The Andean condor is the largest raptor in the world. Adults weigh between 20 to 30 pounds and can reach a shocking 1.2 metres in height with a wingspan of up to three metres! Condors are a type of vulture and thus they feed primarily on dead or dying animals. They will also feed on young or injured animals and raid nests for eggs. Eating is not just a disorganized mess of gut-pulling; the dinner table is remarkably structured with the oldest, dominant male feeding first, followed by all other males, then females and young.
Scavenging for a meal by poking your head into rotting carcasses whenever possible is not conducive to good hygiene and this is why the heads of vultures are bald. The Andean condor may travel over 300 kilometers per day looking for food. They can soar at altitudes of almost 5,500 metres using thermal gusts to save energy. They also save energy by allowing their body temperature to drop several degrees below normal at night. Keeping one’s body temperature up to snuff is shockingly expensive.
Andean condors are New World vultures that are more closely related to storks than to African vultures. They are the only New World vulture to show sexual dimorphism; the males are larger than females and have big fleshy crests on top of their heads as well as a white collar of feathers around the neck. Females have bright red eyes. This condor does not have a “voice box” and so it is usually silent. They make weird hissing, clucking or barking type sounds during courtship, at which time males try to impress females by prancing around with their massive wings outstretched. They mate for life and may live as long as 75 years in captivity.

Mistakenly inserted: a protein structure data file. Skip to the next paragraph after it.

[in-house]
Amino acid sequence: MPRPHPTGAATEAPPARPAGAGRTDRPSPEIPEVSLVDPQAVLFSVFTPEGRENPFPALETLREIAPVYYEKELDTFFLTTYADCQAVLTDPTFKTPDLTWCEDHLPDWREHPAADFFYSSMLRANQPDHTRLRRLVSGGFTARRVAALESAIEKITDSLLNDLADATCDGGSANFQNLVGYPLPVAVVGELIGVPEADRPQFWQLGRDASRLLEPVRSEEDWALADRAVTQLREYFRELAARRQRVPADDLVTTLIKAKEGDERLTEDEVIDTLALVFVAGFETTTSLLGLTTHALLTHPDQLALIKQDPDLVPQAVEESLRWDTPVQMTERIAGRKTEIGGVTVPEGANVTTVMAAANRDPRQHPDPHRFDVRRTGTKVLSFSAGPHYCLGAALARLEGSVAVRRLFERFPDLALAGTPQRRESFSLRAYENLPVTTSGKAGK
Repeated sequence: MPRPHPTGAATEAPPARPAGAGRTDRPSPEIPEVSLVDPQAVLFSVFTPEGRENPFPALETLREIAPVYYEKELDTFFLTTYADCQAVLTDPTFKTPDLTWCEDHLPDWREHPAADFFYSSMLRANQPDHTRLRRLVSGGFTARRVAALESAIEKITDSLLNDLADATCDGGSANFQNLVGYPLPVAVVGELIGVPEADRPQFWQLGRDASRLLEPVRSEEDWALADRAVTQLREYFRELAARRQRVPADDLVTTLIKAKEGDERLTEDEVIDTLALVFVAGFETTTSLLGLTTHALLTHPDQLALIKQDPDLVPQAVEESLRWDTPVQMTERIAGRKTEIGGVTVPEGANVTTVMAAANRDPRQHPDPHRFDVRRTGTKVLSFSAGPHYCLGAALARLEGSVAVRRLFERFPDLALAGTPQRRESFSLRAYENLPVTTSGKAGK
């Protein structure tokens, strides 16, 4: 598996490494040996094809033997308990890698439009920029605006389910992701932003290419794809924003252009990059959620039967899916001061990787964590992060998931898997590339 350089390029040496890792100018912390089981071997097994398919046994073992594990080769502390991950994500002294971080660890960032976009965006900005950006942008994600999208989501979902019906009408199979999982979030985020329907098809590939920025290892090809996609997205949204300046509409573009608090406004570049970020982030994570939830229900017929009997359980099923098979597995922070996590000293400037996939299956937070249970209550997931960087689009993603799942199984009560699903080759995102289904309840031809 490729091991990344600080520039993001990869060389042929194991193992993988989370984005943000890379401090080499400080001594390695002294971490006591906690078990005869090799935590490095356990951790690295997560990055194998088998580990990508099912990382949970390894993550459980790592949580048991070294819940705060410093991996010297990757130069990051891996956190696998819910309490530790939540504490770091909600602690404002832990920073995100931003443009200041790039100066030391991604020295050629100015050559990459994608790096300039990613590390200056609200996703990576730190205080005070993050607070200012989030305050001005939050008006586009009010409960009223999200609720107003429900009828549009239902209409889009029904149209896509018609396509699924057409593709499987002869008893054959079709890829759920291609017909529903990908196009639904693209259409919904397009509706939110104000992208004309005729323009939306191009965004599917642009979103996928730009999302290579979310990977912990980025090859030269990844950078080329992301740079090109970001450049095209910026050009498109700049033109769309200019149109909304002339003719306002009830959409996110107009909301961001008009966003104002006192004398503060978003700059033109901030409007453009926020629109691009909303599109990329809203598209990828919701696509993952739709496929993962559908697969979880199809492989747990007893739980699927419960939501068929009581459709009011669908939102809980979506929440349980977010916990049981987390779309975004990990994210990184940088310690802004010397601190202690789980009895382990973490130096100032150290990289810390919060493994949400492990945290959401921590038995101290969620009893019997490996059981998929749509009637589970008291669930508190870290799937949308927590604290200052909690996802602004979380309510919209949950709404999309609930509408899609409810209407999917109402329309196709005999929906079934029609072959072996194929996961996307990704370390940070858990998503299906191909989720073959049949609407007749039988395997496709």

Both parents take turns incubating the eggs as well as raising and feeding their young.
Breeding usually takes place every second year, or not at all if food and/or weather conditions are poor, and only one egg is laid. Young do not leave their parents until their second year and do not reach sexual maturity until about six or seven years of age.
How about a simple mathematical problem to ponder? Assume a 100 per cent survival rate where all young birds survive to adulthood and are themselves able to reproduce. Assume that the point of reproduction is not in fact for pleasure but to replace one’s self and spread ‘dem lovely genes. If two birds produce one bird every other year, how long would it take to guarantee they replace themselves and thus maintain a stable Andean condor population? The answer, in a perfect world, is four years and last I checked it was not a perfect world. Andean condors have in fact fallen upon hard times.
The Andean condor is thought to be hands down the largest flying bird that exists in the world today. What have we got to compete against that? Big brains? Pah! Perhaps then jealousy is the reason for this incredible animal’s addition to the U.S. Endangered Species list in 1973.
More practical reasons might suggest things like over hunting, deforestation, loss of habitat and pollution. Andean condors breed relatively well in captivity and many young have been released back into the wild since the 1990s. Radio tracking has shown that many of the released birds have survived to maturity and have themselves begun to reproduce in the wild.
However, they are still listed as endangered. Andean condor feathers have been used to ward off nightmares, as cigarette holders and by harpsichord makers for . . . something. Other body parts have been used by various people for different reasons. Their bones have been ground to soothe rheumatism, their stomachs have been eaten to cure breast cancer and their eyes have been roasted to improve human sight.
Now let’s all dig out our Much Music Dance mix cds of the 90s and celebrate tentatively. Or you might want to look up the San Diego zoo for more information on their captive breeding and wildlife reintroduction programs.